SELLING WAYS TO WAGE CHEMICAL WAR: A BOOMING BUSINESS. The source of components and supplies for the Samarra complex and shells used to deliver chemical agents has been traced to West Germany, Chile, Spain, Switzerland, the Netherlands, Belgium, Italy, France, and the US.
At least 13 companies - in Canada, Japan, and West Germany - produce thiodiglycol to make mustard gas from several sources. Today, most Western nations have at least minimum controls on the export of compounds easily divierted for chemical arms. Virtually all were established in the last four years. Meanwhile, exports to certain countries are under steady scrutiny.
The Netherlands, with one of Europe's strictest export-control systems, requires licenses for the export of 50 chemicals.
An Australian company provided air-conditioning equipment for buildings at the Samarra chemical complex.
An Iraqi chemical plant in Samarra is run by the State Establishment for Pesticide Production - the same agency that received thiodiglycol from Phillips and millions of dollars' worth of equipment through Kark Kolb & Co.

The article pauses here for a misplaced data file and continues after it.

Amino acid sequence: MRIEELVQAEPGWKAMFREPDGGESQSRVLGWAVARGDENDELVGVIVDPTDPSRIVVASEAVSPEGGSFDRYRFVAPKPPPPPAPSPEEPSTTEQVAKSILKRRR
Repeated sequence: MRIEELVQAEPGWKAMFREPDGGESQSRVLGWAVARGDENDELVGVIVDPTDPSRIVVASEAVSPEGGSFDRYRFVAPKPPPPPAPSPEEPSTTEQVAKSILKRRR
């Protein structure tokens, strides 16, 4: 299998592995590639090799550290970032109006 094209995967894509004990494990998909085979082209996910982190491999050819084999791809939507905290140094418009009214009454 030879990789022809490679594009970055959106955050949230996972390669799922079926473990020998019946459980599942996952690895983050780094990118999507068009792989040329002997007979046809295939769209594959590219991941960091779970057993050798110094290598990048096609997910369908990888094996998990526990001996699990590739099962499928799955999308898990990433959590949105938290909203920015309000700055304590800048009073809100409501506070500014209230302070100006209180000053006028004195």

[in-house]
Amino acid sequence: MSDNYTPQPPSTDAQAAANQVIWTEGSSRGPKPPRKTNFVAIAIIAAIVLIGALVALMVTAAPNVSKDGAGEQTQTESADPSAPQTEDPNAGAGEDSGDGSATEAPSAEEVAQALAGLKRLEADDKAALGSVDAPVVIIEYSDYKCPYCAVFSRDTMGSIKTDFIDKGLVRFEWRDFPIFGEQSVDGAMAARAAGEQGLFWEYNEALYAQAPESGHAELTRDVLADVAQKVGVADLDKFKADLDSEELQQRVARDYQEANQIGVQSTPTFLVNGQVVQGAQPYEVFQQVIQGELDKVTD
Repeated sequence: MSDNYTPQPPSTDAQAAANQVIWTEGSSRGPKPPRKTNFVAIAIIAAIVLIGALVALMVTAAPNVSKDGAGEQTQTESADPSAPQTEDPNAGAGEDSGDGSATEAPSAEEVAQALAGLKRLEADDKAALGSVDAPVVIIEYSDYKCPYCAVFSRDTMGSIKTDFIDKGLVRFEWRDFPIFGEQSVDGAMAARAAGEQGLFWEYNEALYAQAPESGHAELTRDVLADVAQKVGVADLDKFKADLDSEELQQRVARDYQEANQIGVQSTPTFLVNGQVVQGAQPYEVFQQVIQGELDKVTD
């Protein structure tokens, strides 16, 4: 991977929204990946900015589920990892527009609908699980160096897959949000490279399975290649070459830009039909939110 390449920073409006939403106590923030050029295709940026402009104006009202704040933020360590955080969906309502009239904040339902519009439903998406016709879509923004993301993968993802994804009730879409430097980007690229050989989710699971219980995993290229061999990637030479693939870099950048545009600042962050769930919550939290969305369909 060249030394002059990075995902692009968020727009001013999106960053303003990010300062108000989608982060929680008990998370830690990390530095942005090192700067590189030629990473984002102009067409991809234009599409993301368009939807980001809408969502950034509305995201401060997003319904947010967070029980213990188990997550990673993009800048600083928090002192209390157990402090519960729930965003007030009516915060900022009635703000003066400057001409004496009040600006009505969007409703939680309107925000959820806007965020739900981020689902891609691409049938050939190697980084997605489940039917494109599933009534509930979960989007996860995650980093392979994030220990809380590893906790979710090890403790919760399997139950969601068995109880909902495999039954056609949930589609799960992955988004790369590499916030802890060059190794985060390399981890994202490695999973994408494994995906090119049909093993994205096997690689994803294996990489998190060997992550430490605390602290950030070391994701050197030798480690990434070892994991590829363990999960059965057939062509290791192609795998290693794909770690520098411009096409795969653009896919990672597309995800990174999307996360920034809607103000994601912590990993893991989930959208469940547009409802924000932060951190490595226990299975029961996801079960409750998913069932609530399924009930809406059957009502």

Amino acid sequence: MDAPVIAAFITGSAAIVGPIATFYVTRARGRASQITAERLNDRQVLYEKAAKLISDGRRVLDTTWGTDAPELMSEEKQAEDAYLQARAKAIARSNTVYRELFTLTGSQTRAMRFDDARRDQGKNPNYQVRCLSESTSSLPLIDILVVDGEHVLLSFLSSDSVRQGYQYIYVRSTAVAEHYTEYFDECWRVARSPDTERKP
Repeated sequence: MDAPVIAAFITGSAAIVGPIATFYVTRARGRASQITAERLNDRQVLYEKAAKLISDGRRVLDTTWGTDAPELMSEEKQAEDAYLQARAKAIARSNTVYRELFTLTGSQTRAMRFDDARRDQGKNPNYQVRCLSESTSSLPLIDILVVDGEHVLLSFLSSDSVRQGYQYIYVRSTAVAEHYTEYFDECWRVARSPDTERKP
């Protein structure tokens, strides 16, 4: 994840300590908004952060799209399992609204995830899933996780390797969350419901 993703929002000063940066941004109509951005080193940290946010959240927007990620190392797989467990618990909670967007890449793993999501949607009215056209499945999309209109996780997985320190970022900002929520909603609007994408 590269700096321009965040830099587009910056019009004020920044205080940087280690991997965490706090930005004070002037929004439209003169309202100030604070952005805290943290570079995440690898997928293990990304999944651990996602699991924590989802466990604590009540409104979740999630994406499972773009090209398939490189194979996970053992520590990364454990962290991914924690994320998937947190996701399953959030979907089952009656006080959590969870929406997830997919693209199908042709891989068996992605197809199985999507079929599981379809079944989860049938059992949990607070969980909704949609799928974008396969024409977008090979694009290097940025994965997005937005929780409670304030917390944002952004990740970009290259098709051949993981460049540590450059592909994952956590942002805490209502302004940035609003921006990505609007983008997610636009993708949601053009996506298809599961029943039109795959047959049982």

According to US intelligence sources, SEPP is a front for the Iraqi military.
The Samarra complex is the prime production facility for Iraqi mustard gas and nerve agents, they say. Many of the chemical-bomb payloads used in the Iran-Iraq war are said to have come from here.
In 1983, the Phillips Petroleum Company plant in Tessenderio, Belgium, received an Iraqi order for 500 metric tons of thiodiglycol. The chemical has various commercial uses. It is also one step away from mustard gas in the chemical chain.
The order ended up in Samarra, Iraq, at a complex that is suspected of manufacturing chemical warfare agents.
After reports of Iraqi mustard gas use, Phillips turned down a second 500-metric-ton order in 1984.
The West German firm Karl Kolb GmbH makes equipment for pesticide plants. In 1983, Karl Kolb and a Baghdad affiliate, Pilot Plant, brokered the sale of millions of dollars' worth of equipment to Iraq's State Enterprise for Pesticide Production. The equipment was installed at Samarra.
In 1984, West Germany began requiring licenses for the export of `plants, parts, and equipment' that could be diverted to chemical weapons production.
Karl Kolb sued Bonn over the restrictions. A court ruled in favor of the company, but the government is appealing.